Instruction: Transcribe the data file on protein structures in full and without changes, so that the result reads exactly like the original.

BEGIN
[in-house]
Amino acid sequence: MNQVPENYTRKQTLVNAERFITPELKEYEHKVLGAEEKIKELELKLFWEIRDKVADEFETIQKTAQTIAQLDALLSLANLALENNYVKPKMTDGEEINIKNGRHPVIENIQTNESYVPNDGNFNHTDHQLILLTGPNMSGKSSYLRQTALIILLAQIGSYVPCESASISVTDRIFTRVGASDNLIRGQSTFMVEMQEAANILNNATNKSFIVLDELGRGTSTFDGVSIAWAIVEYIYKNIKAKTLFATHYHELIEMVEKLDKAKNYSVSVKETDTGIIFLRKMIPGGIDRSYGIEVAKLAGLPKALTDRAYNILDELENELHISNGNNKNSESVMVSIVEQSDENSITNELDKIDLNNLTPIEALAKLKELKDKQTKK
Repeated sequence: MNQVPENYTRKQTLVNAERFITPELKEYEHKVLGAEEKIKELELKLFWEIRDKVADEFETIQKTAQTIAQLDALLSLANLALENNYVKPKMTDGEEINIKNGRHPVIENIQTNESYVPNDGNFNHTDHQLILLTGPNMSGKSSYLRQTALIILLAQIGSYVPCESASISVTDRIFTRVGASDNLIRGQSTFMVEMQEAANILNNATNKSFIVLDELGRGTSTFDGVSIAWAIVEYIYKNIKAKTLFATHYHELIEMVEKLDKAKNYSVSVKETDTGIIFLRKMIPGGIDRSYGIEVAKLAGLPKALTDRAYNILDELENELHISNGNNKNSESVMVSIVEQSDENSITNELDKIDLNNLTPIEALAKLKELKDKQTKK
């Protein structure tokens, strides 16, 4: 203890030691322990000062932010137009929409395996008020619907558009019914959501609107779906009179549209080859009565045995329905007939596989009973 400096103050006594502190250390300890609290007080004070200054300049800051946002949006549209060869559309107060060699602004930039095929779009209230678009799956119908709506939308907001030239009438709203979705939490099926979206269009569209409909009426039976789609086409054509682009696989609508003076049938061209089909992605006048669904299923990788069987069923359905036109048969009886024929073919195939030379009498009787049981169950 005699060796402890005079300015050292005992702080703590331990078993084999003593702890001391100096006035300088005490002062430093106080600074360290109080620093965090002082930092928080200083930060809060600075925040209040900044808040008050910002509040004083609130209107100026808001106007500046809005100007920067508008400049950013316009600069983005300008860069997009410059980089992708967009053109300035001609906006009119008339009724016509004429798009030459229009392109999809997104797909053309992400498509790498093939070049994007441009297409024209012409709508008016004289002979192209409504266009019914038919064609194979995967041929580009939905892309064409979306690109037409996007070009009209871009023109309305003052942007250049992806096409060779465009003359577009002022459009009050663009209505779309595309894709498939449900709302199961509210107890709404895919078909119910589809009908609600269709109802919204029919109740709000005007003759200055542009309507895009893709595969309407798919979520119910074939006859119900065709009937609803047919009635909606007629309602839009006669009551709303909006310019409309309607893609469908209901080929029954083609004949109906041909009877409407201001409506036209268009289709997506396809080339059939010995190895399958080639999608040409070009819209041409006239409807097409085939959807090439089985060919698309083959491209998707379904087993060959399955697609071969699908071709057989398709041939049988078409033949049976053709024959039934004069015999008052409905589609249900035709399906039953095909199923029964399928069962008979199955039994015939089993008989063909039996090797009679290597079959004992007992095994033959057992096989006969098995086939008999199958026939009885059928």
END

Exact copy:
[in-house]
Amino acid sequence: MNQVPENYTRKQTLVNAERFITPELKEYEHKVLGAEEKIKELELKLFWEIRDKVADEFETIQKTAQTIAQLDALLSLANLALENNYVKPKMTDGEEINIKNGRHPVIENIQTNESYVPNDGNFNHTDHQLILLTGPNMSGKSSYLRQTALIILLAQIGSYVPCESASISVTDRIFTRVGASDNLIRGQSTFMVEMQEAANILNNATNKSFIVLDELGRGTSTFDGVSIAWAIVEYIYKNIKAKTLFATHYHELIEMVEKLDKAKNYSVSVKETDTGIIFLRKMIPGGIDRSYGIEVAKLAGLPKALTDRAYNILDELENELHISNGNNKNSESVMVSIVEQSDENSITNELDKIDLNNLTPIEALAKLKELKDKQTKK
Repeated sequence: MNQVPENYTRKQTLVNAERFITPELKEYEHKVLGAEEKIKELELKLFWEIRDKVADEFETIQKTAQTIAQLDALLSLANLALENNYVKPKMTDGEEINIKNGRHPVIENIQTNESYVPNDGNFNHTDHQLILLTGPNMSGKSSYLRQTALIILLAQIGSYVPCESASISVTDRIFTRVGASDNLIRGQSTFMVEMQEAANILNNATNKSFIVLDELGRGTSTFDGVSIAWAIVEYIYKNIKAKTLFATHYHELIEMVEKLDKAKNYSVSVKETDTGIIFLRKMIPGGIDRSYGIEVAKLAGLPKALTDRAYNILDELENELHISNGNNKNSESVMVSIVEQSDENSITNELDKIDLNNLTPIEALAKLKELKDKQTKK
């Protein structure tokens, strides 16, 4: 203890030691322990000062932010137009929409395996008020619907558009019914959501609107779906009179549209080859009565045995329905007939596989009973 400096103050006594502190250390300890609290007080004070200054300049800051946002949006549209060869559309107060060699602004930039095929779009209230678009799956119908709506939308907001030239009438709203979705939490099926979206269009569209409909009426039976789609086409054509682009696989609508003076049938061209089909992605006048669904299923990788069987069923359905036109048969009886024929073919195939030379009498009787049981169950 005699060796402890005079300015050292005992702080703590331990078993084999003593702890001391100096006035300088005490002062430093106080600074360290109080620093965090002082930092928080200083930060809060600075925040209040900044808040008050910002509040004083609130209107100026808001106007500046809005100007920067508008400049950013316009600069983005300008860069997009410059980089992708967009053109300035001609906006009119008339009724016509004429798009030459229009392109999809997104797909053309992400498509790498093939070049994007441009297409024209012409709508008016004289002979192209409504266009019914038919064609194979995967041929580009939905892309064409979306690109037409996007070009009209871009023109309305003052942007250049992806096409060779465009003359577009002022459009009050663009209505779309595309894709498939449900709302199961509210107890709404895919078909119910589809009908609600269709109802919204029919109740709000005007003759200055542009309507895009893709595969309407798919979520119910074939006859119900065709009937609803047919009635909606007629309602839009006669009551709303909006310019409309309607893609469908209901080929029954083609004949109906041909009877409407201001409506036209268009289709997506396809080339059939010995190895399958080639999608040409070009819209041409006239409807097409085939959807090439089985060919698309083959491209998707379904087993060959399955697609071969699908071709057989398709041939049988078409033949049976053709024959039934004069015999008052409905589609249900035709399906039953095909199923029964399928069962008979199955039994015939089993008989063909039996090797009679290597079959004992007992095994033959057992096989006969098995086939008999199958026939009885059928």